Table of Contents

Part 1 Understanding Regionalism
1 The New York Region: 2,179 Governmentsp. 3
New York City and the Regionp. 4
Web of Local Governments: Origins and Consequencesp. 8
Variations in Local Governmentp. 10
Special Burdens on Citiesp. 12
Costs of Fragmentation and Layeringp. 17
Special-Purpose Governmentsp. 22
Details and the Big Picturep. 26
Approaches to Realism in the Tri-State Regionp. 27
2 The Values of Regionalismp. 33
Persistence of Governmental Boundariesp. 35
Four Values of Regionalismp. 38
Redistributive Metropolitanism: Seeking Equityp. 40
Functional Regionalism: Achieving Efficiencyp. 44
Economic Regionalism: Assuring Competitivenessp. 47
Part 2 Regionalism and the New York City Experience
3 One Grand and Glorious Cityp. 53
The Vision: Development and Efficiencyp. 54
The Power: Development and Spoilsp. 56
The Loser: Smaller-Scale Governmentp. 58
Centralizers versus Decentralizers: Revolt of the Boroughsp. 60
Functional Regionalism and Recentralization of Powerp. 64
Recentralization of the Schoolsp. 67
Community, Equity, and Community Boardsp. 70
Conclusion: Metropolitanism Subsumes Localismp. 74
4 Creating Real Local Government in New York Cityp. 77
The "City" of Staten Islandp. 79
Business Improvement Districtsp. 81
Suggested Agenda for a New Charter Commissionp. 85
5 The Limits of Metropolitanismp. 91
Limits of Metropolises as Local Governmentsp. 92
Rigidity of Newly Created Metropolitan Boundariesp. 102
Interstate Metropolitan Government: An Orphan in the Federal Systemp. 105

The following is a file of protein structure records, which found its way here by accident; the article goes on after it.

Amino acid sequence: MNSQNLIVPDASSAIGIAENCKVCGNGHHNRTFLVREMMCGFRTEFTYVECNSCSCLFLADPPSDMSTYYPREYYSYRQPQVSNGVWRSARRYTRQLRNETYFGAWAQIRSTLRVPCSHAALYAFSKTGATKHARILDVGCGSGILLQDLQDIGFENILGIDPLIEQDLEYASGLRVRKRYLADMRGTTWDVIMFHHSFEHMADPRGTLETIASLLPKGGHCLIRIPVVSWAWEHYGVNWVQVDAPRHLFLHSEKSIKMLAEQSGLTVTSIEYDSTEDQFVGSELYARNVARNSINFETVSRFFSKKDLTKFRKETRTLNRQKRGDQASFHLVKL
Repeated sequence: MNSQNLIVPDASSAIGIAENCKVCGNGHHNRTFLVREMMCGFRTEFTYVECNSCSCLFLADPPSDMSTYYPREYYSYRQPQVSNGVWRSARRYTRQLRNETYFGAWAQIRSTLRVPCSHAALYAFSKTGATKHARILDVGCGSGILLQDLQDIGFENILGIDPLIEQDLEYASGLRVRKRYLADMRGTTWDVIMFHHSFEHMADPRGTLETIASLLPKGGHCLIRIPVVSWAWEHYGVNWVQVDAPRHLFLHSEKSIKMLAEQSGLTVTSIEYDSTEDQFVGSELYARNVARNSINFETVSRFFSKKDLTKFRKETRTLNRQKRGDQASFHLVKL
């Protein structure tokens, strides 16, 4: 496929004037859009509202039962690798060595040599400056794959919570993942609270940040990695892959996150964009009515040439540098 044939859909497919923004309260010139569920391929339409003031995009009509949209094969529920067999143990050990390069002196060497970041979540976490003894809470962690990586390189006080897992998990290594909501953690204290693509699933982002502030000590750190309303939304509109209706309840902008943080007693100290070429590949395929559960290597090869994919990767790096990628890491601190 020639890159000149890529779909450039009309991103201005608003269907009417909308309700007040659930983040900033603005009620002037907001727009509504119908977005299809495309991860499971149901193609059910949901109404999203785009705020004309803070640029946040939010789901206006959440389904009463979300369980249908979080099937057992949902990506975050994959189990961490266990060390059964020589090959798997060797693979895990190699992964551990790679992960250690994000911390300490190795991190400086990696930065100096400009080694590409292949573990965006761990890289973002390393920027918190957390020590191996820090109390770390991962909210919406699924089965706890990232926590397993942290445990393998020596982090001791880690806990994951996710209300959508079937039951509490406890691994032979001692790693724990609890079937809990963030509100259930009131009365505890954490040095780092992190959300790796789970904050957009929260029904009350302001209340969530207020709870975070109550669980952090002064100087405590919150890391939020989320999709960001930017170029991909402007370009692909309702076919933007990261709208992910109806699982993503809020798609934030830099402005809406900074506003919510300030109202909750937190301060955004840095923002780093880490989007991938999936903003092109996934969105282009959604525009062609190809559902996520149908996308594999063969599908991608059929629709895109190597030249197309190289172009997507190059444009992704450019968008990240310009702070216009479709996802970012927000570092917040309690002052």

Rivalries within and among Statesp. 107
Goals versus Realityp. 110
Part 3 Functional Regionalism
6 Across State Lines: The Port Authorityp. 115
A Regional or Two-State Agency?p. 118
A Bi-State, Not a Regional, Agencyp. 132
7 Single-State Agencies: The Metropolitan Transportation Authority and New Jersey Transitp. 135
Governmentalization of Mass Transitp. 137
Market Failure and the Evolution of Regional Mass Transitp. 139
MTA and the Politics of Geographical Equityp. 146
A Single Transportation Agency for the Tri-State Region?p. 152
Framework for a Single Regional Agencyp. 155
Part 4 The Regional Idea in Subregional Settings
8 The Persistence of Suburban Localismp. 161
Eliminating an Entire Class of Local Governmentsp. 166
State Incentives for Change: School Consolidationp. 168
The Issue of Racep. 173
Structural Change Does Not Workp. 175
9 Two Approaches: Bottom Up and Top Downp. 178
Bottom-Up Approachp. 179
Top-Down Approachp. 193
Conclusionsp. 221
Part 5 The Nation in the Regional Arena
10 The Case of Solid Wastep. 227
Flow Control, Federalism, and Privatizationp. 229
New Jersey: Relying on the Countiesp. 230
Connecticut: Creating a State Authority and Making Burning Workp. 234
Connecticut and New Jersey Compared: Structure Makes a Differencep. 239
National and Private Sector Responsibility for Solid Wastep. 241
Regionalism: To What End? For What Price?p. 248
The Trade-Off: Community versus Efficiencyp. 250
Part 6 Conclusion
11 Lessons for the Futurep. 255
Understanding the Values of Regionalismp. 256
Regionalism and State Governmentp. 259
Regionalism and Local Governmentp. 262
The Politics of Regionalismp. 265
Notesp. 269
Indexp. 301